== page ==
Could Azerbaijan Really Shoot Down a Civilian Plane in Karabakh?
As Nagorno Karabakh's first civilian airport gets set to open on May 9, Azerbaijan is threatening to "annihilate" any Armenian planes that use it. Azerbaijan argues, of course, that Karabakh belongs to them and the Armenians who now occupy it do so illegally. The shoot-down threat is almost certainly an empty one: it would be an act of war, before Azerbaijan is apparently ready and done in a way that would get international sympathies strongly on the Armenian side.
But, assuming they were serious, could Azerbaijan do it? Azerbaijani military experts say they would use surface-to-air missiles like the S-125 or S-200, according to the news agency APA:
Air Defense Troops’ experts declare that they are able to carry out measures against each military and civil aircrafts flying to Azerbaijan’s Khankendi airport. If close location of Khankendi airport to the front-line is taken into consideration, Air Defense Troops can annihilate those aircrafts by using C-125 or C-200 complexes. At the same time, it is possible to destroy navigation system of those aircrafts by using modern radioelectronic methods, and annihilate them without using any force. According to the words of experts, at present, Azerbaijan’s air defense systems can control not only the flights over Nagorno Karabakh, but also all the flights over Armenia. Civil aircrafts fly especially at altitudes of 8-10 km, their speed is lower than the military ones. Moreover, aircrafts rising from Khankendi may be annihilated till the level of maximum altitude.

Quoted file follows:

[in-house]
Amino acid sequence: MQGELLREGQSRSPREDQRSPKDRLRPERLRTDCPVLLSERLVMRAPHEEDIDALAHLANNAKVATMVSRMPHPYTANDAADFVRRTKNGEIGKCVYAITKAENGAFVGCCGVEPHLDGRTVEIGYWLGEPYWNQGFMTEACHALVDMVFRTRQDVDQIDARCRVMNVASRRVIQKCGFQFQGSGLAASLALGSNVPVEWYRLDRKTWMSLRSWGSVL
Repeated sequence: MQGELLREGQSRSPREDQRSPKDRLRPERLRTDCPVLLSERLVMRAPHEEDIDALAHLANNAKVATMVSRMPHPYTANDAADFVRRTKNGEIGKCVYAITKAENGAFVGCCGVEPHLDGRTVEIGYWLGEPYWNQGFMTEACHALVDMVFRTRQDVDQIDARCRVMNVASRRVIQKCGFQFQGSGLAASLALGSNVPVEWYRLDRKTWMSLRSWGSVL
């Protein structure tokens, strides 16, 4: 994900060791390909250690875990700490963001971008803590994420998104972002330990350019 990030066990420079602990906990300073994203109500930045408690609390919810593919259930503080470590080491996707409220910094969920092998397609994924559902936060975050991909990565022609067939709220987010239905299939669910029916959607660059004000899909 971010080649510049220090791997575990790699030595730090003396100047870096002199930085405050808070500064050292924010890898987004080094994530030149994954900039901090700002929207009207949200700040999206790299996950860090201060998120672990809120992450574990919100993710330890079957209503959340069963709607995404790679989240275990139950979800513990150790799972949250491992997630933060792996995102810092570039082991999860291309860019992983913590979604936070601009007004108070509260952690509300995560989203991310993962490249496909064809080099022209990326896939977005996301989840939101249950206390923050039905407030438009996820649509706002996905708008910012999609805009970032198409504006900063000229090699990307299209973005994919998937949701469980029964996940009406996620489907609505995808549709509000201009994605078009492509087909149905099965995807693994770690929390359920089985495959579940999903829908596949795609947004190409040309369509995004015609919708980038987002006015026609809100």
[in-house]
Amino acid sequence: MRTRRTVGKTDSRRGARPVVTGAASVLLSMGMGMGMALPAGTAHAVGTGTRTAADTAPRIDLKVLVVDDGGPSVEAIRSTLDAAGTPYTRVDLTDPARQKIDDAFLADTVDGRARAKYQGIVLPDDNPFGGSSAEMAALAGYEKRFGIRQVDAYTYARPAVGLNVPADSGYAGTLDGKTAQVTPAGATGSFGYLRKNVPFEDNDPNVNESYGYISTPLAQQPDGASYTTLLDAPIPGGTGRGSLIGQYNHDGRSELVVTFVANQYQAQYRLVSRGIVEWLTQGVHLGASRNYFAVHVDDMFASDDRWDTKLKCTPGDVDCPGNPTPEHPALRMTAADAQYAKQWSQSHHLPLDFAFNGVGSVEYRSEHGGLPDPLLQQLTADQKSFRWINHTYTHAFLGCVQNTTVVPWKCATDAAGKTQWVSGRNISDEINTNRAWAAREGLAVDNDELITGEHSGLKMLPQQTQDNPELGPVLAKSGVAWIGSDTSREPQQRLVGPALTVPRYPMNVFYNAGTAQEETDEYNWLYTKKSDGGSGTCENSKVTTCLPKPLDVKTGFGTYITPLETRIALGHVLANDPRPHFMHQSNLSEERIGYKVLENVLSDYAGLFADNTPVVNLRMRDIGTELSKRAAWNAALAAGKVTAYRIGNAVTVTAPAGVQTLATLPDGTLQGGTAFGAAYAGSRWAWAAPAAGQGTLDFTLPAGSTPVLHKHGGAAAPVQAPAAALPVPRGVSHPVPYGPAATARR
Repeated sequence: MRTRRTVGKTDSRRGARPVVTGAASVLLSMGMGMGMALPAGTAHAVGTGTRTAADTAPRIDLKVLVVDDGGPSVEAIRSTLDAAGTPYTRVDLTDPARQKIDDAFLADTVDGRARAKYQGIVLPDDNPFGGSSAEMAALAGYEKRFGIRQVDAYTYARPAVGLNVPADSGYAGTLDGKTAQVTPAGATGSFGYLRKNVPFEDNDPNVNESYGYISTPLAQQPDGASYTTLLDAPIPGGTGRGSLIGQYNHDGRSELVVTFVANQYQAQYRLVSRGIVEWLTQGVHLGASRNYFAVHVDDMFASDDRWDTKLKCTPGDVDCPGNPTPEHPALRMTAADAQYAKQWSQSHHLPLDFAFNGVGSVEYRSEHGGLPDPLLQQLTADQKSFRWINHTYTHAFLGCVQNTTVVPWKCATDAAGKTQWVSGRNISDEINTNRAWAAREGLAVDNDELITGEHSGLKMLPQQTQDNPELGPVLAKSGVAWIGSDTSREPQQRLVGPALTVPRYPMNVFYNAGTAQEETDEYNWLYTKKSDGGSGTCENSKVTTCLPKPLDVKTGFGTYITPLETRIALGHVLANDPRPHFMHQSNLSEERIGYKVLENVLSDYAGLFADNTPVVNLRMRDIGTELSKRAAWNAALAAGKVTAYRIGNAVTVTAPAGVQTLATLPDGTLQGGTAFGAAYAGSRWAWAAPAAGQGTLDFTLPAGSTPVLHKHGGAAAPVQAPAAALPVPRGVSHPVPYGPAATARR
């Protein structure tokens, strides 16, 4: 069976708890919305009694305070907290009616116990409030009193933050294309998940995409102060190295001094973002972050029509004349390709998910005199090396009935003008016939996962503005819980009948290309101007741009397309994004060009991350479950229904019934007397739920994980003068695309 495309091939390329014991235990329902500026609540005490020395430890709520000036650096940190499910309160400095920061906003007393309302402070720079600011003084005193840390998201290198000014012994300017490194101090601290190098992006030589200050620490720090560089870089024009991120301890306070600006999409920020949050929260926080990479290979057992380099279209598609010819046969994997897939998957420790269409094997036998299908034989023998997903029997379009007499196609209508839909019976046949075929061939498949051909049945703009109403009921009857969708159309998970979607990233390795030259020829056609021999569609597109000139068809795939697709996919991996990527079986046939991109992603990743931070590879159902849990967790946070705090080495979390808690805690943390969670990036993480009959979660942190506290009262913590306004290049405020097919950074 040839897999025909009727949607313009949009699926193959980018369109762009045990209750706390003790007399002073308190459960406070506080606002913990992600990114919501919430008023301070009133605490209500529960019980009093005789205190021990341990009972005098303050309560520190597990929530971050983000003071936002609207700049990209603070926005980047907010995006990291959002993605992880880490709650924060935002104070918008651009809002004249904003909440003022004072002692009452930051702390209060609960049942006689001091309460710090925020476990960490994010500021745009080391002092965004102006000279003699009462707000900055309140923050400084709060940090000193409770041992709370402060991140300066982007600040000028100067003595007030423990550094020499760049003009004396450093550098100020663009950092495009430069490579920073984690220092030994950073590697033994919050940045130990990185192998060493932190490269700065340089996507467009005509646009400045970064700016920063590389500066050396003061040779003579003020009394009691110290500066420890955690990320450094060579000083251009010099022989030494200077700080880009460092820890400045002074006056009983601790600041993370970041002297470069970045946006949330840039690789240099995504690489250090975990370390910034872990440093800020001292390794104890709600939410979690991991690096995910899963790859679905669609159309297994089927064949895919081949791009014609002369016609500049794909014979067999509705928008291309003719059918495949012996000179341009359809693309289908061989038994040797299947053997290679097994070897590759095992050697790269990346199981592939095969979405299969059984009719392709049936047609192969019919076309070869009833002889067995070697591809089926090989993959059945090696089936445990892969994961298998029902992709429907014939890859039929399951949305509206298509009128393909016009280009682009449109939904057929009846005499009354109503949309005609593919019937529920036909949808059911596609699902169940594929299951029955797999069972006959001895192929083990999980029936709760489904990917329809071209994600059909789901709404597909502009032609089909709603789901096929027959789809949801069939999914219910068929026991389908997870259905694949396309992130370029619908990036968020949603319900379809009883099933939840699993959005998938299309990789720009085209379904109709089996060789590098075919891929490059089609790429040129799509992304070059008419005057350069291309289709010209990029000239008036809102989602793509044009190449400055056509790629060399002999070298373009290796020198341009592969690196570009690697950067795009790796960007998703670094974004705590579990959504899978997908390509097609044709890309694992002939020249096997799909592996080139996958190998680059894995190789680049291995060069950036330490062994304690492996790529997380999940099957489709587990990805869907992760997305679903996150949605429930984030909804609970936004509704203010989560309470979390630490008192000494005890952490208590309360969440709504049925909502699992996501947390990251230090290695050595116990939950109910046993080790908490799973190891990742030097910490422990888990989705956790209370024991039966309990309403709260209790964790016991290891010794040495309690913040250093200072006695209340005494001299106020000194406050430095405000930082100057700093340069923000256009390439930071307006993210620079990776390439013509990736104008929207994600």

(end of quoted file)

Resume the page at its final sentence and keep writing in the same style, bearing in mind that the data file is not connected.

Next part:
Armenian experts counter that those air defense systems would have to be moved close to the border to be used against aircraft landing in Stepanakert/Khankendi (the Armenian and Azeri names, respectively, for the capital city of Karabakh, where the airport is opening). And that would render them vulnerable to an Armenian attack. According to Artsruni Hovhannisyan, quoted in regnum.ru (in Russian):
"In the arms of Azerbaijan are mostly missile systems S-200 and S-125, which more or less modern, but the fact is that they must be brought very close to the contact line, a distance from which they can be shelled. These complexes are not small devices that could be secretly moved up to the border. Their movement is sure to be noticed by Armenian intelligence."
In any case, Azerbaijan appears to be walking back from its threat. From RFE/RL today:
"Azerbaijan did not and will not use force against civil facilities, unlike Armenia, which has earned notoriety for terror and war against the civilian population,” Azerbaijani Foreign Ministry spokesman Elkhan Polukhov told local news agencies.
That's for the best.
(h/t to Emil Sanamyan for help with the research on this.)